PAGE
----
If you’re looking for a diversion, you should watch the 2015 BET Awards…at least this year. Here are seven reasons (Note: some of these I’ve already had the benefit of seeing – others are yet to come).
1. Kendrick Lamar’s opening performance. Fresh off his first Number One album, To Pimp A Butterfly, Lamar opened the show (as I was typing this) with “Alright” – one of the best tracks from it (“King Kunta” would have been better, though). And Lamar is a rapper that is actually talking about something important. The performance is filled with images (police cars and a huge American flag) and messages reminding us of the significance of the issues facing our country – particularly those facing black men – in 2015.
2. The Weeknd “Earned It.” This Canadian alternative R&B artist has three songs riding the top 25 of the Billboard Hot 100, and is one of the most refreshing new talents to emerge in the past year. The first of his hits, the #1 R&B/ top-five pop single “Earned It,” has been one of the biggest surprise radio smashes of the year and its dramatic studio production definitely merited a stage transformation.
3. The planned tribute to Smokey Robinson. Any tribute to Smokey in 2015 – unless it’s a repeat of something that’s already happened – is a little late in my humble opinion. However, any tribute recognizing one of the world’s greatest singer/songwriters is certainly going to be a treat. The only thing better would be to actually have the Lifetime Achievement recipient Smokey sing (in that famous, smooth falsetto voice) a medley of some of the greatest songs ever written (“Tracks of My Tears,” “Being With You,” “Cruisin,” just to name a few.)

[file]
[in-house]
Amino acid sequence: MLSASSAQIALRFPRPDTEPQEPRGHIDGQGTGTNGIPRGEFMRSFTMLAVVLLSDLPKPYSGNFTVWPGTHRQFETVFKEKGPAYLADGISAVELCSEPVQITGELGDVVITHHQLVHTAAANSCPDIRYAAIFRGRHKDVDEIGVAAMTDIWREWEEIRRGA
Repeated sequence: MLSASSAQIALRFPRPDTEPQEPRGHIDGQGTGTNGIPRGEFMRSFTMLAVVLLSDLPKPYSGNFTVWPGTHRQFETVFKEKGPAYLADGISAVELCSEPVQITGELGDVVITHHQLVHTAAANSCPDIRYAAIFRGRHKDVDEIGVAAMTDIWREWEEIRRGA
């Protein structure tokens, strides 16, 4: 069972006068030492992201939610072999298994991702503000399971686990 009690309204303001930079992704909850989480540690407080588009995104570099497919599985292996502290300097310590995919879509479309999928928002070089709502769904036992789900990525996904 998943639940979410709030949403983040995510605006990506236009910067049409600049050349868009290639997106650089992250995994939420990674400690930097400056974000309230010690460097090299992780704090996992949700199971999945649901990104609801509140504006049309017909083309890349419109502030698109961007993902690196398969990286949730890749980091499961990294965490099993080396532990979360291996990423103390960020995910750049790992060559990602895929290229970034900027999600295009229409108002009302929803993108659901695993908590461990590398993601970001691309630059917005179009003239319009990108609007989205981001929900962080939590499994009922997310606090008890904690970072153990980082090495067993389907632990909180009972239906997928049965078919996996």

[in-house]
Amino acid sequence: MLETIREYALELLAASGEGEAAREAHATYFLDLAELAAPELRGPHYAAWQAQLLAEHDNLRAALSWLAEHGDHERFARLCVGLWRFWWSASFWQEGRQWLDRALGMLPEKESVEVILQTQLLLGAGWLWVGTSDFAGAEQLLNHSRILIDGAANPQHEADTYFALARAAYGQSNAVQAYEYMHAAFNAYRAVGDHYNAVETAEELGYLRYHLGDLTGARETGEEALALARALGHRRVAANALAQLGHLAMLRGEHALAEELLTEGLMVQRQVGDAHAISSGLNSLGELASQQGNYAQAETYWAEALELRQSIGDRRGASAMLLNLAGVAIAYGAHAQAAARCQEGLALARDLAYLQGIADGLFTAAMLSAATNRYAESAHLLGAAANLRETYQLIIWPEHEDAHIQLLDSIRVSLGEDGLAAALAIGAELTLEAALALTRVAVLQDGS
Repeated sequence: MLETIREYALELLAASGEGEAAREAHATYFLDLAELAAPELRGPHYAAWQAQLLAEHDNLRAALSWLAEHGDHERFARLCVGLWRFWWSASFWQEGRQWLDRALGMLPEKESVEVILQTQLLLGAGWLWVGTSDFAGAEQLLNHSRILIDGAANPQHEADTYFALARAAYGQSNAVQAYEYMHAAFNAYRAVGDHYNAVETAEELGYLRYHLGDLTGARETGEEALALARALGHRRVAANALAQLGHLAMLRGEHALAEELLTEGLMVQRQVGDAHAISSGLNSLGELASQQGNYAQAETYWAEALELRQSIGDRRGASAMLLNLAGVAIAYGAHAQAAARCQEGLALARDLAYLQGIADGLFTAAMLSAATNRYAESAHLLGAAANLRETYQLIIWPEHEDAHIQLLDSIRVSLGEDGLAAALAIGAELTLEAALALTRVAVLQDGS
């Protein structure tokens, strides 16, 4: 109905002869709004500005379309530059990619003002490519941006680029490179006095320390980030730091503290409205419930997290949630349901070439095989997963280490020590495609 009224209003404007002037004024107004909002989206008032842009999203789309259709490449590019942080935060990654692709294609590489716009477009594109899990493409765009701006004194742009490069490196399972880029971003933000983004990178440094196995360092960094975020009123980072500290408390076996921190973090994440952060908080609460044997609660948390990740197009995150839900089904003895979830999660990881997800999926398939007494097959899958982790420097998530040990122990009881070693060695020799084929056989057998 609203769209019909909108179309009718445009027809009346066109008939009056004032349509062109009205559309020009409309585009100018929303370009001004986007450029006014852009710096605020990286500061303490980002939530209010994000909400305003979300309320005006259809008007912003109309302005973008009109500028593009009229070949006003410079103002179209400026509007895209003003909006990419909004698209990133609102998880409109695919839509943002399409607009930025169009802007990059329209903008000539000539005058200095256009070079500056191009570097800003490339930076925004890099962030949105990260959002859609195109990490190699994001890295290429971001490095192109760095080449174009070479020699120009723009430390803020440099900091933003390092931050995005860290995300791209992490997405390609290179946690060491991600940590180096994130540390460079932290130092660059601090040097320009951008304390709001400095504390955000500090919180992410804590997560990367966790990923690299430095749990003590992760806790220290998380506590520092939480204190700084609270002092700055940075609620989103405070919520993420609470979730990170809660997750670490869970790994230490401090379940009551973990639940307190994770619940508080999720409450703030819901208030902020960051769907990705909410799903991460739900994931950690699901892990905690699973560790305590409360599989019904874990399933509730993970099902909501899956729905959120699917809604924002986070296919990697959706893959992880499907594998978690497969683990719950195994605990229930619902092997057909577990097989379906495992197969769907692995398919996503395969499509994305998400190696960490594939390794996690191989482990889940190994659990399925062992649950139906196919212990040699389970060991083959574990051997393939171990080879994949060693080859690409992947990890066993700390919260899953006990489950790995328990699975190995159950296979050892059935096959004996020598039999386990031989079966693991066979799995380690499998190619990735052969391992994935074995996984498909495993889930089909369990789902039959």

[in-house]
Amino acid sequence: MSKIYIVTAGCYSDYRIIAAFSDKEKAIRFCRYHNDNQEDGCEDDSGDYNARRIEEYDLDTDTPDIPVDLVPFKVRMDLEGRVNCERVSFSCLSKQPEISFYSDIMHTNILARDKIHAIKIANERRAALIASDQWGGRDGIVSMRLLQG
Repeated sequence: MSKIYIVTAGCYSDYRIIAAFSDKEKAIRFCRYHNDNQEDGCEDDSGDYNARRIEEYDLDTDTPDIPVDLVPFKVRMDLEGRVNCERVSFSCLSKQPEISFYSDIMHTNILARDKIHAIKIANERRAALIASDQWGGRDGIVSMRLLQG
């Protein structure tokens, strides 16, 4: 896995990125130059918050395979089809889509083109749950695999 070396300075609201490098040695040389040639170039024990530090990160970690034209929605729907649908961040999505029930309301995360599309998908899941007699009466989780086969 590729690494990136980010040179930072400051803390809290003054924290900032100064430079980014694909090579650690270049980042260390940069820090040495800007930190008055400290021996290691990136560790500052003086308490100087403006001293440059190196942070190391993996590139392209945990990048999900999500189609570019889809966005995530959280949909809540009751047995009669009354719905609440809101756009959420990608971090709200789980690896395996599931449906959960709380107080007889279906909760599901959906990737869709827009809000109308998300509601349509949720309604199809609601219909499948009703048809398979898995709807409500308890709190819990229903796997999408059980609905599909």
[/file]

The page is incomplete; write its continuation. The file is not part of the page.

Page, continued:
4. Empire. The show is likely to be heavily recognized in the TV and acting award fields – and it should be. No other show – whether African-American themed or otherwise – has had the impact on TV that Empire did this past season. The many awards it should win at the BET Awards are only the beginning (hopefully) of a season’s worth of accolades for one of the more impactful black TV shows in years. Just hope they don’t give “Drip Drop” an award for best song from a TV show.
5. The Bad Boy Records Tribute. Okay, this is a guilty pleasure. But I was a huge Bad Boy Records fan during the 1990s. For me, seeing Puff Daddy (yeah, I’m referring to him by his first stage name), Lil’ Kim, Faith Evans, Mase and 112 on the same stage performing a medley of their nearly two-decade old hits is the equivalent of your grandparents going crazy over the Motown 25 celebration in 1983. Okay, maybe not quite like that (actually, I was the one going crazy over the Motown special). But it’s still refreshing to see artists from decades past – and they were looking pretty good I might add – performing some of the biggest hits of their heyday.
6. Janet Jackson’s tribute. Jackson will be paid a tribute tonight with the inaugural “Ultimate Icon” award, in the category of Music Dance Visual. Assuming she’s actually showing up and not beaming herself in via satellite, this is the first step on her long road to promoting her upcoming Unbreakable tour and the first single, “No Sleeep,” from her upcoming fall album – the first Janet album in nearly eight years.
7. We need the show of solidarity. Despite what one feels about the state of African-American music and entertainment these days – particularly in the oft-criticized areas of hip-hop music or reality TV – recent events dictate that we take a few moments to celebrate our accomplishments – even if it’s not in the field of medicine or politics or another vocation your mother always told you she wanted you to enter. Now, I’m not saying that taking three hours to bob our heads up and down in our chairs gives us permission to sleep on recent events. We certainly need to stay vigilant and continue to wage war against racism and the type of oppressive tactics that have dominated media and news circuits recently. But taking a break from those stressors to relax and celebrate black talent – both old and new – may give you something to smile about – at least for a few hours.
Besides, what better way to close out African-American Music Appreciation Month than with an event done for and about African-American music?
As always, if you missed some of the performances I’ve mentioned, BET will no doubt be airing the 2015 awards around the clock for the next week or so.